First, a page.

Creating a timer that performs an action


by dunar21
Tags: action, creating, performs, timer
dunar21
dunar21 is offline
#1
Apr21-11, 10:55 PM
P: 3
Hello, I am not even a novice at electrical engineering. I am a web designer and a programmer (Actionscript 3.0 and PHP - also MySQL for my websites' databases-). Anyway, I am attempting to create a series of circuits that count items moving on a conveyor belt with an IR sensor, and runs a motor in one direction after a certain count and then in the opposite direction after a repeat of that count. So, say for every five items, once the fifth item breaks the IR connection and sends the fifth pulse to the counter, I need the counter to run a motor in one direction(and to switch directions after every 5th count) and begin counting the next item as number 1. I have an IR circuit that sends pulses to this counting circuit kit I bought at an electronics store: http://www.kitsrus.com/pdf/k129.pdf (This kit uses the IC described on the datasheet at http://www.atmel.com/dyn/resources/p...ts/doc0838.pdf). How would I arrange the circuit to run a motor (about 9V to the motor) after every 5 counts. I would need it to start the next count at 1 instead of using a count to reset and then the following count set to 1. So, as the 5th count runs the motor that same connection would have to reset the clock instead of the 6th count resetting it. It would be nice to have a switch that allows me to switch between a 5 or a 6 count, but once I see how to do one, it shouldn't be that difficult to make a switch that runs a similar process at a different count. Any help or advice would be greatly appreciated. Thank you in advance.
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schip666!
schip666! is offline
#2
Apr22-11, 12:51 PM
P: 595
Without getting too deep into this...

It sounds like you've got your sensor figured out, but you need a simple micro-controller to do the counting and motor control. There's hobbyist sorts of things like the Basic Stamp and Arduino, or you can spend a few months becoming an embedded engineer and use a MicroChip PIC or many others.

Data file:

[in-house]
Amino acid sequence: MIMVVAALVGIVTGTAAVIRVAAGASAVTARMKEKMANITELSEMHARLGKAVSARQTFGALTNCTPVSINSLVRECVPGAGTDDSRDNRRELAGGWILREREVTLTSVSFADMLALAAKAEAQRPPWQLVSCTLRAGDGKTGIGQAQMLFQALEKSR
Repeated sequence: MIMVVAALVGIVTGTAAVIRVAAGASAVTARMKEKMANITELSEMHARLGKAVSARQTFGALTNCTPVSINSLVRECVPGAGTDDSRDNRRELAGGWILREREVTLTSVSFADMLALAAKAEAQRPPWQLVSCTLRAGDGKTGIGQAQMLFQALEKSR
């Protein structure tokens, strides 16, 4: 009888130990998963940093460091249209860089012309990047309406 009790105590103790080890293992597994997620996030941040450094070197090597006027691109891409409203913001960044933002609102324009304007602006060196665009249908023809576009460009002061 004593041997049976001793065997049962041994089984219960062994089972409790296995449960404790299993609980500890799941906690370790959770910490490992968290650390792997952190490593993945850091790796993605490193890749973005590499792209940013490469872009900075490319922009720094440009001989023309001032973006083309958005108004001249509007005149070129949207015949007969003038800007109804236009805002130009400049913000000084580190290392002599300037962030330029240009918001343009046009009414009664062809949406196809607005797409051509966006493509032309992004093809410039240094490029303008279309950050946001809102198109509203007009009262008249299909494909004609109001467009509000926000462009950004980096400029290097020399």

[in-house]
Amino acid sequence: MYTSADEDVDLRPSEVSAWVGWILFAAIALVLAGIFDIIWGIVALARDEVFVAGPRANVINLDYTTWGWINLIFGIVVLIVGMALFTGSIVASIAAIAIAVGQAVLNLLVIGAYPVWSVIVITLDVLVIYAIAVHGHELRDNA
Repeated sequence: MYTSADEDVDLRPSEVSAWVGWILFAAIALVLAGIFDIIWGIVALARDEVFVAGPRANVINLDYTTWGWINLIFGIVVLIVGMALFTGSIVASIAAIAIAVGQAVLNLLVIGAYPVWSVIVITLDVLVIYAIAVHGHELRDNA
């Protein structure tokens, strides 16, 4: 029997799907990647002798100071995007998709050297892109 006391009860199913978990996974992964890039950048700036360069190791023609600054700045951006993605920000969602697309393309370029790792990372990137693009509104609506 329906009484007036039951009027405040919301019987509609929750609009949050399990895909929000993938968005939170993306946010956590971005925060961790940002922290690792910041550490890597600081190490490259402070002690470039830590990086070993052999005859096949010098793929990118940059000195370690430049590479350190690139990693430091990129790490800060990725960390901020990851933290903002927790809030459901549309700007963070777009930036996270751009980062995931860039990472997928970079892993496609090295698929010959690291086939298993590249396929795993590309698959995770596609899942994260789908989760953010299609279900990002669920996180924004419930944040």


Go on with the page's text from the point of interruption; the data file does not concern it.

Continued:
The main problem is running your motor in both directions. For this you need an "H-bridge" driver, which could lead to another few months of electronic engineering degree study. There are commercial boards and motor controllers for automation and such, e.g., I have used these guys products: http://www.geckodrive.com/
Evil Bunny
Evil Bunny is offline
#3
Apr22-11, 01:24 PM
P: 237
Swapping the leads on a dc motor reverses the direction of rotation. So if you didn't want to get into the H bridge thing, you could either:

1. Wire up two seperate batteries (with the leads wired opposite each other at the input) to a transfer switch (if such a thing exists on this scale) or...

2. Wire up two different motors to the same conveyor. Each would run the opposite way.

You'd still need the microcontroller to do the counting and send the appropriate output signalling, of course

Averagesupernova
Averagesupernova is offline
#4
Apr22-11, 01:37 PM
P: 2,452

Creating a timer that performs an action


Quote Quote by Evil Bunny View Post
Swapping the leads on a dc motor reverses the direction of rotation.
Not necessarily. This is true only on a motor with permanent magnet fields.
Evil Bunny
Evil Bunny is offline
#5
Apr22-11, 01:53 PM
P: 237
good point... I think most smaller motors will work this way. You should check first.
dunar21
dunar21 is offline
#6
Apr23-11, 01:54 PM
P: 3
Thanks for your help guys. It seems that the circuit I linked to is programmed in a specific way and the software is proprietary, so there is no real way to modify that particular circuit to suit my needs. There have to be many IC circuits, though, that will allow me to send a series of pulses and then to simply have current flow after a certain amount of pulses, reset and repeat. I'm google hunting for the solution now. Thanks again for the assistance.


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